“Money”, by Philip Larkin
Quarterly, is it, money reproaches me:
‘Why do you let me lie here wastefully?
I am all you never had of goods and sex.
You could get them still by writing a few cheques.’
So I look at others, what they do with theirs:
They certainly don’t keep it upstairs.
By now they’ve a second house and car and wife:
Clearly money has something to do with life
—In fact, they’ve a lot in common, if you enquire:
You can’t put off being young until you retire,
And however you bank your screw, the money you save
Won’t in the end buy you more than a shave.
I listen to money singing. It’s like looking down
From long french windows at a provincial town,
The slums, the canal, the churches ornate and mad
In the evening sun. It is intensely sad.
When the Blind insists on leading the Blind. @wolfofwolfst Why Wolf Richter is so wrong! #EnergyEconomics #theDebtMoneyAxiom #IABATO #PDC #GrubStreetJournal #ConquestofDough @financialeyes @JoeBlob20 @wiki_ballot
”The monetary and financial system of an economy are part of the socio-politico-economic control mechanism used by every state to connect the economy with the polity and society. This neural network provides the administrative means to collect taxes, direct investment, provide public goods, trade. The money measures provide a crude but serviceable basis for the accounting system which in turn, along with the codification of commercial law and financial regulation are the basis for economic evaluation and the measurement of trust and fiduciary responsibility among the economic agents. A central feature of a control mechanism is that it is designed to influence process. Dynamics is its natural domain. Equilibrium is not the prime concern, the ability to control the direction of motion is what counts.
Money and financial institutions provide the command and control system of a modern society. The study of the mechanism, how they are formed, how they are controlled and manipulated and how their influence is measured in terms of social, political, and economic purpose pose questions, not in pure economics, not even in a narrow political economy, but in the broad compass of a political economy set in the context of society. ” Martin Shubick,
Tim, You say and have said before many times that.
“All of these hopes miss the fundamental point, which is that ECoEs are very much higher now (above 9%) than they were in the 1970s (at or below 2%).”
Russian and Saudi Lifting costs account for a very large part of core world supply and also proved reserves for future supply, as the proved reserves are using enhanced recovery methods but not the more expensive heat-based recovery of non-conventional heavy oils. I think the simple claim that a substantial proportion of world oil production and continuing supply from those reserves are still at High ECOEs, can you prove otherwise?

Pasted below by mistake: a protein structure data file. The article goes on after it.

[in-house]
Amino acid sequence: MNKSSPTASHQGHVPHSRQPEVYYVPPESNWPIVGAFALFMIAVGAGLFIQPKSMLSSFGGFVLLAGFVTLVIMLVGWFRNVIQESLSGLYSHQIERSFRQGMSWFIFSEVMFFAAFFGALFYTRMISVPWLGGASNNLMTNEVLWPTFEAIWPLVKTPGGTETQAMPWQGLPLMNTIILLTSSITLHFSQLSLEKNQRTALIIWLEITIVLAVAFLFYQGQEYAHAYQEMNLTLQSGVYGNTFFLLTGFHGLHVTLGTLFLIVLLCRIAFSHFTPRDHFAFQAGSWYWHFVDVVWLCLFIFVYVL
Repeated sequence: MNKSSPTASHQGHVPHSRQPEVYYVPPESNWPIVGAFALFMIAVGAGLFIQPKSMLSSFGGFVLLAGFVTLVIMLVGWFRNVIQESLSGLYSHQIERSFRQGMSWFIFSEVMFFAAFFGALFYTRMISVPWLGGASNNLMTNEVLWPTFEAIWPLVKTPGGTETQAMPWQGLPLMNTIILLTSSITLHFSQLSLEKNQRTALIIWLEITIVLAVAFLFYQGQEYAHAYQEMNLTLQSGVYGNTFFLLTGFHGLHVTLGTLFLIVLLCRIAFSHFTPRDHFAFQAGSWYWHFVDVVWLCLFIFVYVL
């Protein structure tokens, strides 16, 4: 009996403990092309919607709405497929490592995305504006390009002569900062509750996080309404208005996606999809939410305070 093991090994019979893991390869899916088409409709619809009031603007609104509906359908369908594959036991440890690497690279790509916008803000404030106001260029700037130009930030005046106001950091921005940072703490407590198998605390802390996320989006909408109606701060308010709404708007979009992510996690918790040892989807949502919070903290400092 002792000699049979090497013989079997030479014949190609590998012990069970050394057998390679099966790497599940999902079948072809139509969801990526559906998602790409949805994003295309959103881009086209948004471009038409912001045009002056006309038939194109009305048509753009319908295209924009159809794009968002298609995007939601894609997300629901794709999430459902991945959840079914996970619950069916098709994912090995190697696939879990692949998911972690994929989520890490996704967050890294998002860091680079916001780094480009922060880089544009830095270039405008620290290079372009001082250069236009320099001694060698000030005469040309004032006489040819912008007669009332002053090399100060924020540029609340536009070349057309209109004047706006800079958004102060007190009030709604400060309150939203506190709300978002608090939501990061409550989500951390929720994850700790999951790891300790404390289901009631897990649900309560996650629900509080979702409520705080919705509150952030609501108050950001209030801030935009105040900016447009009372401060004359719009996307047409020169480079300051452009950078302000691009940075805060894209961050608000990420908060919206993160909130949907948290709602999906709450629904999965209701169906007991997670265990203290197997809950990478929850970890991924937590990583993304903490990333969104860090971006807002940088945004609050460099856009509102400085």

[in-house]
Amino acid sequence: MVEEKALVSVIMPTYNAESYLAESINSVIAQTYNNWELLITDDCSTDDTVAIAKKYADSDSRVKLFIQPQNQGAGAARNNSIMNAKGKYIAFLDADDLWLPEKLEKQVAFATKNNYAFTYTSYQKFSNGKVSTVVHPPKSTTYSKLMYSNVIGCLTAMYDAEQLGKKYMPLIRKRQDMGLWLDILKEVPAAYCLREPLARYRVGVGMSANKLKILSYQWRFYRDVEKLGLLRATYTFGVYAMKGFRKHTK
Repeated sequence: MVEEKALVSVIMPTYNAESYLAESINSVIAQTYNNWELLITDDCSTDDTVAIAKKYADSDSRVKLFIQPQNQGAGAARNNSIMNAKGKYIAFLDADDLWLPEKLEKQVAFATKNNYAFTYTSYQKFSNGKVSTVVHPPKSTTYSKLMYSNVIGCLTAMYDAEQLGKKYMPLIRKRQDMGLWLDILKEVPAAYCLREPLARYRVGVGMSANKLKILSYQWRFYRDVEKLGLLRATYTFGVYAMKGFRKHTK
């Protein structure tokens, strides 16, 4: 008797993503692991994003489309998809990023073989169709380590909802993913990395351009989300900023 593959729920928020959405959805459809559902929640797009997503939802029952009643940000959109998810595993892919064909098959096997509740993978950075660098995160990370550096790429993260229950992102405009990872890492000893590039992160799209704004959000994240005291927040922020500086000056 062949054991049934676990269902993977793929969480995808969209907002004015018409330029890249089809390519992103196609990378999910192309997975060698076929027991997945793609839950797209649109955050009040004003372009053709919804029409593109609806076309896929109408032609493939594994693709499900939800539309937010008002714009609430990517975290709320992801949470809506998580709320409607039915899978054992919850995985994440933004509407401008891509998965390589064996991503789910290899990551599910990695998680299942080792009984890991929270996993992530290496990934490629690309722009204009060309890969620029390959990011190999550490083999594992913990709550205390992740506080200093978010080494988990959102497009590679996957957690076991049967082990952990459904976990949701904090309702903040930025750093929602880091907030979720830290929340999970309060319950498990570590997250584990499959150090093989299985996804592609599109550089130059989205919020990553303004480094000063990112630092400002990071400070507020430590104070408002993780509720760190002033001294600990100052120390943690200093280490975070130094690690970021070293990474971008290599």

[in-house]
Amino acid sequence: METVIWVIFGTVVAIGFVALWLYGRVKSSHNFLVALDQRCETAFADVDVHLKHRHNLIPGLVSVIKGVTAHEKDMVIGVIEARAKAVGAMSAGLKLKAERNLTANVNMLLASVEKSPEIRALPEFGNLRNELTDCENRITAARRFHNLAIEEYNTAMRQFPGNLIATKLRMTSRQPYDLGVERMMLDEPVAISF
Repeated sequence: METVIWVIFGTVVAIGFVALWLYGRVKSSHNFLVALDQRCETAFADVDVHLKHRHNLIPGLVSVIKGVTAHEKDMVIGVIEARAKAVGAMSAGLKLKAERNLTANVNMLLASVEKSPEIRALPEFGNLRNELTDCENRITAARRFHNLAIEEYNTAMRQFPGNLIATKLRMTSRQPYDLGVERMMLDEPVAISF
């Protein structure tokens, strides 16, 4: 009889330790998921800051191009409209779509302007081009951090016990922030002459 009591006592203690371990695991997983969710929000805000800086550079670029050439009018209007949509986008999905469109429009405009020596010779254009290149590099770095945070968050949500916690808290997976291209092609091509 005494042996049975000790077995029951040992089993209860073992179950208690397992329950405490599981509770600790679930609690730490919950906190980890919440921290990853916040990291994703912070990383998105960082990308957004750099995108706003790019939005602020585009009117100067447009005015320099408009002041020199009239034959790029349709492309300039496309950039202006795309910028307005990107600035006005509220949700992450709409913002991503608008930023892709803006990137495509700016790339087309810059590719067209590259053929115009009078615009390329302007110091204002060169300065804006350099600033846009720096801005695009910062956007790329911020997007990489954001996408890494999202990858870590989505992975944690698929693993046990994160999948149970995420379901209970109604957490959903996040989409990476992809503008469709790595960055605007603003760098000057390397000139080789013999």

Accessible data available in admittedly partial data sets, contradict the very stark claim you make that up to the 1990’s it cost 2 barrels of oil to extract 100 barrels giving a net 98 surplus energy barrels. and that now the energy cost is 9 barrels of every 100 giving 91 surplus barrels.
Adjusted lifting costs on a per-dollar basis have if anything fallen, it is also possible that for Giant fields that lifting costs have actually fallen in Energy terms.
Are your 2% and 9% figures theoretically or empirically derived and if empirically could you please provide the data source from which you derive such a bold claim?
It is also unsatisfactory not to provide adjusted figures for the different souces be they, conventional Land, off shore, deep sea and shallow and deeper conventional sources.
At this point I think it is reasonable to put the End of cheap oil in energy terms theorists to proof.
This paper tackles the question in energy terms and not assumptions drawn from monetary/price assumptions.
The average 100,000-square-foot office building in the U.S. uses approximately 2 million kWh of electricity per year, or 20 kWh per square foot of space. For my mother, a kilowatt hour is a unit of currency. She knows that, until October 31 when the rates change, one kWh of electricity used in off-peak hours costs her 8.7 cents. Mid-peak usage costs her 13.2 cents per kWh, and on-peak use costs her 18 cents per kWh.
Quick service (“fast food”) restaurants in the U.S. are real energy hogs, burning through an average of 81 kWh of electricity per square foot every year. But my mother is an anomaly. Many consumers aren’t as conscious of their use, or the price of that usage. So, let’s put the kWh into perspective.
U.S. grocery stores require a massive amount of electricity, as well, with 66 percent of the average 52.5 kWh used annually going to feed lighting and refrigeration alone. In the average home, one kWh of electricity means the ability to:
watch 10 hours of television,
wash 12 pounds of laundry,
cook a hot breakfast for 4 people,
listen to 20 hours of radio, or
use the computer for 5 to 10 hours.
According to The World Factbook, the United States alone–and it’s the second-largest consumer of electricity in the world, behind China–consumes 3.832 trillion kWh of electricity annually. To break that down, imagine cooking breakfast for 15.3 trillion friends (or roughly 2,000 times the world’s population), or doing 46 trillion pounds of laundry. That’s how much electricity the United States consumes in a year.
But my mother is an anomaly. Many consumers aren’t as conscious of their use, or the price of that usage. So, let’s put the kWh into perspective.
My Model spreadsheet of the world economy in KWH equivalents from Circa 2018.